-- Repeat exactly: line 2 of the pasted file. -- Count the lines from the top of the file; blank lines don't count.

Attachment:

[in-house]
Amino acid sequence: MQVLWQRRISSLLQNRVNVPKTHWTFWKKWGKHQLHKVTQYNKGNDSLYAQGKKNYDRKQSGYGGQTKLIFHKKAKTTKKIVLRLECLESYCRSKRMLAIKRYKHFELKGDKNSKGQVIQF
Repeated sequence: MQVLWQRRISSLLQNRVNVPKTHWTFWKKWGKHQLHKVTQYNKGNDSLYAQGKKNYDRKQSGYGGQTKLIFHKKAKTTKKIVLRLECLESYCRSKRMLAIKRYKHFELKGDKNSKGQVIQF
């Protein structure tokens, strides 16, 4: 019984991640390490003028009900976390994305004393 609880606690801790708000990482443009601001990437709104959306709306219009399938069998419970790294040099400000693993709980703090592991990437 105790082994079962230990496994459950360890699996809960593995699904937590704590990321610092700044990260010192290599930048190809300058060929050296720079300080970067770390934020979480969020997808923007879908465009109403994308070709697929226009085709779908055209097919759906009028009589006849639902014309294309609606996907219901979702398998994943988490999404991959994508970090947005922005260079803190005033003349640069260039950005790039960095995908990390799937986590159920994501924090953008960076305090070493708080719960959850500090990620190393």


Amino acid sequence: MQVLWQRRISSLLQNRVNVPKTHWTFWKKWGKHQLHKVTQYNKGNDSLYAQGKKNYDRKQSGYGGQTKLIFHKKAKTTKKIVLRLECLESYCRSKRMLAIKRYKHFELKGDKNSKGQVIQF